Multivariable analyses were performed using the Cox proportional hazards model for overall survival at 30 days. All patients’ characteristics listed in the CRF were included in our models including LST limitation. We used mean Akaike’s information criterion (AIC) across imputations to evaluate the goodness of fit of our models. AIC = − 2 Log likelihood + 2p, where p is the number of parameters . Models with lower AIC are interpreted as models that best fit the data. Last, we included limitation decisions as a time-dependent variable to test whether geriatric parameters kept their prognostic value. Hazard ratio (HR) given by the Cox model describe the relative risk of death based on comparison of event rates in different groups. HR gives the change in risk of death per each unit increase for continuous variables and for one specific category versus a reference category for categorical variables. HR > 1 suggests an increase in the risk of death, HR < 1 suggest a decrease in the risk of death. A Cox model was used to analyze treatment limitation as a time to event variable.
Adjusted survival curves were produced using an inverse probability-weighted Kaplan–Meier estimation . Significance was tested using a Cox regression model weighted by the same weights (inverse probability-weighted Cox). Inter-rater variability for assessing Clinical Frailty Scale was analyzed with Med-Calc for Windows 15.0 (MedCalc Software, Ostend, Belgium) and presented as Weighted kappa . All analyses were performed by AB with R software, version 3.2.2 (R Foundation for Statistical Computing) (packages FactorMineR and missMDA for PCA, MICE for multiple imputations, survival for survival analysis, ipw for inverse-probability weighting, rms for adjusted survival curves).
We included 3920 patients (median age 84 years) from 22 countries and 242 ICUs. Most patients lived at home without help (72.8%,) or with care-givers (11.1%) before being admitted to the hospital. Admissions related to respiratory and/or circulatory failures and sepsis (as defined by sepsis 3 criteria) accounted for 63.2% of the total while emergency surgery represented 13.8% of the total admissions. The patients were severely ill as evidenced by a median SOFA score of 6 (IQR 4–9) (Table 1). Most patients had at least one organ support (Table 2). The median ICU LOS was 3.9 days (IQR: 1.83–8).
No difference was found in patients’ characteristics in ICUs with a recruitment period above vs. below the median of 60 days (ESM8) ruling out possible bias due to different recruitment times. Recruitment per ICU was excellent (ESM9) but patients included in countries with no need for informed consent were sicker with a SOFA score almost two points higher (ESM10).
The geriatric syndromes (Tables 1, 3) were as follows: Median (IQR): CFS: 4 (3–6) with only 17 missing values. Information to assess CFS was given by the patient in 29.7% (1159/3901) and by the family in 51.7% (2016/3901). The professional assessor was an ICU physician (59.8%, 2335/3901), an ICU nurse (13.7%, 535/3901) or research staff (23.7%, 925/3901). CPS values were similar when measured by different assessors (ESM11). The CFS was measured by two different raters in 1924 individuals. The weighted Kappa was 0.85 (95%CI 0.84–0.87) which is excellent (ESM12).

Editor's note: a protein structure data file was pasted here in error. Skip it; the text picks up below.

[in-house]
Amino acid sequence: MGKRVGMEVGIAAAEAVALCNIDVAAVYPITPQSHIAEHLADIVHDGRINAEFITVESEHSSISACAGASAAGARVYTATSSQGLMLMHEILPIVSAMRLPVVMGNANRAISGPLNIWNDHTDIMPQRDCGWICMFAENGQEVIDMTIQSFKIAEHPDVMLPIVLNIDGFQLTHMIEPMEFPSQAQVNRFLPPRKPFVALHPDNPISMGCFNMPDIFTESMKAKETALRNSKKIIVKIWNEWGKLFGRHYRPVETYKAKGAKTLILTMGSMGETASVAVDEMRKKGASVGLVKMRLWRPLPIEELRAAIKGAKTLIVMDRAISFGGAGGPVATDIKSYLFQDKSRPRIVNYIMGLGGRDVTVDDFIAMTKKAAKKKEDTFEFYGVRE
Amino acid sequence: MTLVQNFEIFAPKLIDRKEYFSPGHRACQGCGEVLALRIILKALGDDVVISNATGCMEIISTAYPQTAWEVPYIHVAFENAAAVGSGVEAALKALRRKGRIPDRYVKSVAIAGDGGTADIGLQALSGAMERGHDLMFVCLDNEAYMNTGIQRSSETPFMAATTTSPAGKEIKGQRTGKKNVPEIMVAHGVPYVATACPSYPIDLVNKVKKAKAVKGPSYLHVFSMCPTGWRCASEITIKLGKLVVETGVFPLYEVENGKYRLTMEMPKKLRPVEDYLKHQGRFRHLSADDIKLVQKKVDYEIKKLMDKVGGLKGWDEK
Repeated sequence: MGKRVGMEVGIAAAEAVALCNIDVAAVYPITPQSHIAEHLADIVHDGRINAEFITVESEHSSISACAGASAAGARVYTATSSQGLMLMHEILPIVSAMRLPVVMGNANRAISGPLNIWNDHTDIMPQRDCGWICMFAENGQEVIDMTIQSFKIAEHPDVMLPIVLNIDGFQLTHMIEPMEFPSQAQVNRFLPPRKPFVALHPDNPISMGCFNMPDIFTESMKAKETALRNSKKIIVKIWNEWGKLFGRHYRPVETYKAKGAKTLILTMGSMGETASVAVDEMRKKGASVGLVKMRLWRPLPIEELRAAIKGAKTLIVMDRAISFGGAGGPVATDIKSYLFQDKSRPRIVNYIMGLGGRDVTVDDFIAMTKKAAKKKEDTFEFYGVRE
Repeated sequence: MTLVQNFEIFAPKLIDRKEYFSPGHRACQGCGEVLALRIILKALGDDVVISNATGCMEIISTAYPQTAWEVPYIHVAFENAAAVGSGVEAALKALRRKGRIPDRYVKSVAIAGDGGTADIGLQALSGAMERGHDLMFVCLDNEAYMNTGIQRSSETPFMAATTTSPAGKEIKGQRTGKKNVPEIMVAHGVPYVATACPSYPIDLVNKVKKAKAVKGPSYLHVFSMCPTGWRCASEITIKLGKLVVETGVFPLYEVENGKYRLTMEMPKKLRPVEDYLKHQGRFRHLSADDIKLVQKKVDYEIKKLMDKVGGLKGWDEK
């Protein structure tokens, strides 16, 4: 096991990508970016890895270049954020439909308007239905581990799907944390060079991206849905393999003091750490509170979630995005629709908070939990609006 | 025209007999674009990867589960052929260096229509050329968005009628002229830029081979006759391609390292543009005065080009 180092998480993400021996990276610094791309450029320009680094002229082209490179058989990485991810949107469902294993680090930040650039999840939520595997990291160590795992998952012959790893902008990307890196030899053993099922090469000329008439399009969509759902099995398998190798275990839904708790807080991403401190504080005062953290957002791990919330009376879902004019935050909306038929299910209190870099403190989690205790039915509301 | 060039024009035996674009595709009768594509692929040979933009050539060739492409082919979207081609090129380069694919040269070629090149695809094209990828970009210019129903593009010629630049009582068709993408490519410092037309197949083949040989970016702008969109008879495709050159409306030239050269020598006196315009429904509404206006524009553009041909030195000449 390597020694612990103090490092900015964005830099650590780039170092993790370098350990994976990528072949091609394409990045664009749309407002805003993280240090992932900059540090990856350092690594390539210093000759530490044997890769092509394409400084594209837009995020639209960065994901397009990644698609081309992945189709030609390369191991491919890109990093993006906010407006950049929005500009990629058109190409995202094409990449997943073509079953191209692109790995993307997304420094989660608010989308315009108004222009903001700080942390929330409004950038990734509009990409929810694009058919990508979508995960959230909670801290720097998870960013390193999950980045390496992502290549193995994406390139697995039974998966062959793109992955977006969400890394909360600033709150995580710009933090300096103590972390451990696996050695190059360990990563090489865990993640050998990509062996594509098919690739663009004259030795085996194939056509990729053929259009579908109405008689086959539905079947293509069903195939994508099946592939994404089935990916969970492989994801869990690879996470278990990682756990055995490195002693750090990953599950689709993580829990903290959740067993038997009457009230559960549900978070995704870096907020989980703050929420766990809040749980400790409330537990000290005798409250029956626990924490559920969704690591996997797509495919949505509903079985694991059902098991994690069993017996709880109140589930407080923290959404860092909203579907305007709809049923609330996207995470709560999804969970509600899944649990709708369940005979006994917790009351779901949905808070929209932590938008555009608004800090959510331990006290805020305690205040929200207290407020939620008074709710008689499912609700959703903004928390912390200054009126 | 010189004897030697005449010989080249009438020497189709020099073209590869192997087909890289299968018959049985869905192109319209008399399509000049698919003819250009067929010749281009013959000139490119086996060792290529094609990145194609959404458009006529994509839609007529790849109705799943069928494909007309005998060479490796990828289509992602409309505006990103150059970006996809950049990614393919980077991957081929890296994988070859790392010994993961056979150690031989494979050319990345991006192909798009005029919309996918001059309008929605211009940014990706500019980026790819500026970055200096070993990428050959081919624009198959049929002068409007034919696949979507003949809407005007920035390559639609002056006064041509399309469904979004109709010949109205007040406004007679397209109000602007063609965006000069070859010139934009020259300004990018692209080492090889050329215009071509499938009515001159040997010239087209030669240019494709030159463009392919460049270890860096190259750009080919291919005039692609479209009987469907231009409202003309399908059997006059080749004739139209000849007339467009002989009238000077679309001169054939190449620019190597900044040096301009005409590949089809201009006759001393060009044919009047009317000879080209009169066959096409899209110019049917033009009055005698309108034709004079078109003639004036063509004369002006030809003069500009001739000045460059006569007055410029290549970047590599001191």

Frailty (CFS ≥ 5) was present in 40.2% (1568/3903). IQCODE was 3.19 (3–3.69) with 940/3920 (24%) missing values. Patients with missing values of IQCODE were different from patients with documented IQCODE (ESM123). IQCODE above 3.5 indicating a cognitive decline was observed in 30.2%. Katz ADL was 6 (4–6) with 447/3920 (11.4%) missing values. An ADL of 4 or less, as a marker of functional decline was observed in 27.7% (962/3473). Comorbidity and polypharmacy score (CPS) was 10 (7–14) with 8/3920 (0.2%) missing values. A CPS above 15 was present in 17.7% (693/3912) of the patients.
LST limitations were documented in 34.4% (1332/3872) including withholding in 29.4% (1140/3872) of patients with a decision made at day 1 (IQR 1–4) and treatment withdrawal (with or without prior withholding) in 14% (545/3872) with a median decision time of 4 days (IQR 2–7) after ICU admission. Patients with LST limitation were frailer and more severely ill compared to patients with no LST limitation (Table 4). The multivariable analysis identified age, habitat, SOFA score, CPS and CFS as independent factors predicting decision to limit LST (Table 5).
The ICU and 30-day vital status were, respectively, available for 3900/3920 (99.9%) and 3841/3920 (99.4%) patients. The vital status was assessed by checking the hospital records (81.4%, 2780/3415), direct contact with the patient (12.3%, 420/3415) or checking a national registry (3.3%, 111/3415).
The overall proportion of patients surviving ICU was 72.5% (2828/3900). Survival after ICU admission was 96.3% at day one (95.7–96.9), 74.2% (72.8–75.6) at day 10, 65.9% (64.5–67.5) at day 20 and 61.2% (59.7–62.7) at day 30.
Predictive factors for 30-day survival
In our PCA analysis the first two PC explain as much as 56.79% of the total variation in the sample; the analysis was restricted to these first two dimensions. PC1 retained 39% of data variation and differentiates the individuals according to Katz ADL, Clinical Frailty Scale and IQCODE. Similarly, PC2 explained another 18% of variability in the original data and separates the individuals based on severity (SOFA) and age. Figure 1 represents the projection of variables on the factor-plane and shows correlation between the three geriatric syndromes IQ code, Katz ADL and Clinical Frailty Scale. Except for CPS, each geriatric syndrome had impact on 1-month survival (Fig. 2).